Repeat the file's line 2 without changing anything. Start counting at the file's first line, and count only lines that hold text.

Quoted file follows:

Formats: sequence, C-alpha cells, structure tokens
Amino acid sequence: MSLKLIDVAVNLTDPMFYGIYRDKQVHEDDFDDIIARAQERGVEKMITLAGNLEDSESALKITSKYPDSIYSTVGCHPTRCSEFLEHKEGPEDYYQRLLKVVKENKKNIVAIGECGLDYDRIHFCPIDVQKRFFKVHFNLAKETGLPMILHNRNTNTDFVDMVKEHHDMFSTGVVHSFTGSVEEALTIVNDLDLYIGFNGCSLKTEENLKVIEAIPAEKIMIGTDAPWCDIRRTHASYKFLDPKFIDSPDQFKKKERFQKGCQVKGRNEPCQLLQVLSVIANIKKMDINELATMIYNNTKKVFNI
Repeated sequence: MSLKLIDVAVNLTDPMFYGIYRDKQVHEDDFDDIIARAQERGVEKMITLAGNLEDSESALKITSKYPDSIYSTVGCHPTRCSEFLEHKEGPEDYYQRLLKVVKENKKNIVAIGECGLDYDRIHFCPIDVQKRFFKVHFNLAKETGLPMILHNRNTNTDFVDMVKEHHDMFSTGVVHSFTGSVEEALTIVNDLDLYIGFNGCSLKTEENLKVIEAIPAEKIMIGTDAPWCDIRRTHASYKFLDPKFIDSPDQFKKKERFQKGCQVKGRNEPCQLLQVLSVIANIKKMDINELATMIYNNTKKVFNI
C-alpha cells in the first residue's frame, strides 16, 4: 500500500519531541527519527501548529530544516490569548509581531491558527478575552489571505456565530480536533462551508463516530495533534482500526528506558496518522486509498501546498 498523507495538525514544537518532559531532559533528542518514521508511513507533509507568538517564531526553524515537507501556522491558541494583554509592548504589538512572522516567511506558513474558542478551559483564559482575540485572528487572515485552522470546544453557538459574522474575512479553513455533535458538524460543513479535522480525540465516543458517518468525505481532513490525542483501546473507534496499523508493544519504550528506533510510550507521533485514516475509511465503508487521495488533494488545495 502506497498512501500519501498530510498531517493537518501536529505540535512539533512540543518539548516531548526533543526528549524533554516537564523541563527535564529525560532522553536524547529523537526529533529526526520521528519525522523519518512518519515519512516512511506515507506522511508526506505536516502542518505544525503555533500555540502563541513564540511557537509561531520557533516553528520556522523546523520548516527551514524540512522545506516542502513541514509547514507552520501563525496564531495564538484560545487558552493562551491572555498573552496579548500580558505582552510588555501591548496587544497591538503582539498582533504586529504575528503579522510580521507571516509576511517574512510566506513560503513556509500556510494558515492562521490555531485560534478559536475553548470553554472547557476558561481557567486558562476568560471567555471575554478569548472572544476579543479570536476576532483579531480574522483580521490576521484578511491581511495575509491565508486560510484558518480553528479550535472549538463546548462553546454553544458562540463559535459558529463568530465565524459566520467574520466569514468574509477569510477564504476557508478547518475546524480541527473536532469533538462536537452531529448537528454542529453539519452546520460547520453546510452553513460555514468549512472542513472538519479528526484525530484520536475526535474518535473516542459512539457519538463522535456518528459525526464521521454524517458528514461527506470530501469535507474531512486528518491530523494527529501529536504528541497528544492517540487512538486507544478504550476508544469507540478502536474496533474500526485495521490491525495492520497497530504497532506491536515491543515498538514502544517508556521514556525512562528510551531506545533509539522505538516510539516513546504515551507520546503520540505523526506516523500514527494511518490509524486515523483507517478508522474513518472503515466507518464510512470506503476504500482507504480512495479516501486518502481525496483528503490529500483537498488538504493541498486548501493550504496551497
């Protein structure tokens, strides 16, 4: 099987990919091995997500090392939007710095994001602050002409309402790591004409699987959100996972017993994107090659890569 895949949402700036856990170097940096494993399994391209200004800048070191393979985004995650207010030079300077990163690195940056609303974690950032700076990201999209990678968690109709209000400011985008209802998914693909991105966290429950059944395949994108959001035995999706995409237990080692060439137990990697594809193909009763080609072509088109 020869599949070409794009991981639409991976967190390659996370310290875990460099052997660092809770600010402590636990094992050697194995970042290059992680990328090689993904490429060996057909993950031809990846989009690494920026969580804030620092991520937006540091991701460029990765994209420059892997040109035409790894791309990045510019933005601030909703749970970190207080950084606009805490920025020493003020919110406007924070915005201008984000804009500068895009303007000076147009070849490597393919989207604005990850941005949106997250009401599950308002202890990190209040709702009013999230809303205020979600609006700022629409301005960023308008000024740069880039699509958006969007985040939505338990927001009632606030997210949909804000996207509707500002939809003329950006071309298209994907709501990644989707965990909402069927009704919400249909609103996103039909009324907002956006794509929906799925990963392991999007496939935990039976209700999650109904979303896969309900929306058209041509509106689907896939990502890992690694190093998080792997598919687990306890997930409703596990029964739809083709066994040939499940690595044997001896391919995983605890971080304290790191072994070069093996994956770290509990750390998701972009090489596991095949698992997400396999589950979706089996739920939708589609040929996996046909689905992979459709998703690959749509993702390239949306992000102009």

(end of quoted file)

Amino acid sequence: MSLKLIDVAVNLTDPMFYGIYRDKQVHEDDFDDIIARAQERGVEKMITLAGNLEDSESALKITSKYPDSIYSTVGCHPTRCSEFLEHKEGPEDYYQRLLKVVKENKKNIVAIGECGLDYDRIHFCPIDVQKRFFKVHFNLAKETGLPMILHNRNTNTDFVDMVKEHHDMFSTGVVHSFTGSVEEALTIVNDLDLYIGFNGCSLKTEENLKVIEAIPAEKIMIGTDAPWCDIRRTHASYKFLDPKFIDSPDQFKKKERFQKGCQVKGRNEPCQLLQVLSVIANIKKMDINELATMIYNNTKKVFNI